An evaluation of student impact and stakeholder satisfaction with the Calvert Homeschool Curriculum was conducted during the 2011–12 academic calendar year. The evaluation involved 119 youth in grades K–8 who studied the Calvert curriculum and 176 comparison youth who studied by using other homeschool programs. Recruited youth were randomized between conditions. All youth were given online pretest standardized assessments in Math (iReady Math) and Literacy (DORA) to establish baseline academic performance. Halfway through all curricula, youth were assessed using the same instruments to examine and compare growth in Literacy and Math. Mid-study findings answered evaluation questions investigating whether students demonstrated an academic increase from beginning to mid-program (halfway through all curricula models) while enrolled in the Calvert program compared to non-Calvert participants.


Literacy assessment: The Diagnostic Online Reading Assessment (DORA) was selected to be used as a standardized instrument for this study. DORA was designed to be aligned with the California State Reading Standards (Cal Reads) and intended to capture an individual student’s reading profile from multiple perspectives, using a constructivist approach to the reading process. Eight reading skills may be measured with the DORA: (1) High-Frequency Words, (2) Phonemic Awareness, (3) Phonics, (4) Word Recognition, (5) Vocabulary, (6) Spelling, (7) Silent Reading Comprehension, and (8) Fluency. Table 2 presents the six DORA subscales selected for the study. Fluency and Phonemic Awareness were not used in the study, and the Phonics (PH) and High-Frequency Words (HFW) were administered and reported only for students in grades K–4.

Mathematics assessment: iReady Math was selected to measure progress in mathematics. This assessment utilizes an adaptive diagnostic approach for math in grades K–8. The purpose of the diagnostic is to provide a detailed analysis on student performance and to identify skill gaps that students may be experiencing in their instruction. Students are assigned grade levels based on their performance. Skills assessed using iReady Math were (1) Number and Operations, (2) Geometry, (3) Algebra and Algebraic Thinking, and (4) Measurement and Data. Student scores are reported in two formats, standard score format or in grade level format.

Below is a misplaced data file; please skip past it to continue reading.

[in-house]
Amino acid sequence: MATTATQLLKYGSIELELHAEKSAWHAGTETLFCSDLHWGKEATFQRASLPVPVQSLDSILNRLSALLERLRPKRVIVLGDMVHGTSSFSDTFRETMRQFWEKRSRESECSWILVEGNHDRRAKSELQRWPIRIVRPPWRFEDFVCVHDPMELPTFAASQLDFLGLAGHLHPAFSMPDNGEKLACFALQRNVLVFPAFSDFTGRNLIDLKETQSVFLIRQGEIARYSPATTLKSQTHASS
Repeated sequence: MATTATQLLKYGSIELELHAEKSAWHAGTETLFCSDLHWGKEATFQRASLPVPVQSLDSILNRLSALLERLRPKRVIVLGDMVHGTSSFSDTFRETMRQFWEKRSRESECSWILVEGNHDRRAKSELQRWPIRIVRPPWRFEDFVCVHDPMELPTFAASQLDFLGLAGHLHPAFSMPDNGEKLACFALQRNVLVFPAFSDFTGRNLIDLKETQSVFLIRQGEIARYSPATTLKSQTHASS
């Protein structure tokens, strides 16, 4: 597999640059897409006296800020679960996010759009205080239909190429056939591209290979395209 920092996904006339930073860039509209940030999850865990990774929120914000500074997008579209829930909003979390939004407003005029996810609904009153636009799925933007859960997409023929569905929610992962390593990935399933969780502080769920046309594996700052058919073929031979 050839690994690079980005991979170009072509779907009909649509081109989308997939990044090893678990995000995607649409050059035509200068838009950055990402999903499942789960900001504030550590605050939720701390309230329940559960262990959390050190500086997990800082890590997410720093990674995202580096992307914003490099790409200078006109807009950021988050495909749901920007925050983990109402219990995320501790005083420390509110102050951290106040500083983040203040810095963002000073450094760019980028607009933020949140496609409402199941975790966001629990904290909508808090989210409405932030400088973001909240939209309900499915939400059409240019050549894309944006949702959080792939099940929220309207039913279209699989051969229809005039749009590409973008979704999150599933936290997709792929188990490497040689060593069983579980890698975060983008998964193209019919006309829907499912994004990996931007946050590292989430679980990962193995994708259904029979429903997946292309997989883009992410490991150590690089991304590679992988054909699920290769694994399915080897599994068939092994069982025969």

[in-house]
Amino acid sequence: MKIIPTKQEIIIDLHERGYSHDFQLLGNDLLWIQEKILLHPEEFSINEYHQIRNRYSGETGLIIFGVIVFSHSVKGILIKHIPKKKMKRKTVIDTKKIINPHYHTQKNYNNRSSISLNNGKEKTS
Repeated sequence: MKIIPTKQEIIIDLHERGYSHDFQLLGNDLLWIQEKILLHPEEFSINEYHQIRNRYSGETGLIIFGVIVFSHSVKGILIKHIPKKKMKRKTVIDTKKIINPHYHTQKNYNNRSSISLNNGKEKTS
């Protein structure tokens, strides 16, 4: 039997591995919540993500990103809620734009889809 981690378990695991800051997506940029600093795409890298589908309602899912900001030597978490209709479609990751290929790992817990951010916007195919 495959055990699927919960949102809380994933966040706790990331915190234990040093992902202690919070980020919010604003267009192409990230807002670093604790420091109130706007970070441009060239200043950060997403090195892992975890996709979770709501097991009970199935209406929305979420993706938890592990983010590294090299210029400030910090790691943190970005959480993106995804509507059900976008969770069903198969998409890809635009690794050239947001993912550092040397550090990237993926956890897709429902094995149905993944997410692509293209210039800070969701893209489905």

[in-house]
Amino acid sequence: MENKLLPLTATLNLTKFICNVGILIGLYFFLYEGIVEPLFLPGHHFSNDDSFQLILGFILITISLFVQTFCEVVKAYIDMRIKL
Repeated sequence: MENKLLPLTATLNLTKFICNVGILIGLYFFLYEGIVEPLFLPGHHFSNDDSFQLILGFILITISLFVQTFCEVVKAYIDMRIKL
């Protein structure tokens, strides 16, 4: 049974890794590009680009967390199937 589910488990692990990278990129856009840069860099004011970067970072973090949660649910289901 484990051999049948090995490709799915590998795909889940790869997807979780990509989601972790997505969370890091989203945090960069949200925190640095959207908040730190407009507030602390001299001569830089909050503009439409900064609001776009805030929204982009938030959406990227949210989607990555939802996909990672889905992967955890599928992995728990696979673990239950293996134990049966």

“Most of our participants began their work last winter, so we don’t have full-year results ready for assessment,” Rasmus said. “However, the trends I have observed at mid-year seem to be continuing favorably for the Calvert students. We are looking forward to receiving Deborah’s final report in the Fall of 2012.”

About Calvert Education Services

Calvert Education Services provides virtual and homeschool education curriculum, a learning management system, and instructional support for families and schools that value classical learning principles and an easy-to-use curriculum that empowers both adult instructors and learners. Calvert offers a complete basal curriculum, time-tested learning principles, easy-to-use lesson plans that combine the best classroom-tested materials, teacher-created lesson manuals, ongoing assessment, and instructional support, all in one complete, meticulously planned system. By providing a proven methodology and process to help students master the fundamentals of education, Calvert offers families and school districts the flexibility, resources, and support to build a solid educational foundation in grades K–8. Calvert’s program is accredited and aligns with common core standards. For more information, please visit Calvert Education Services.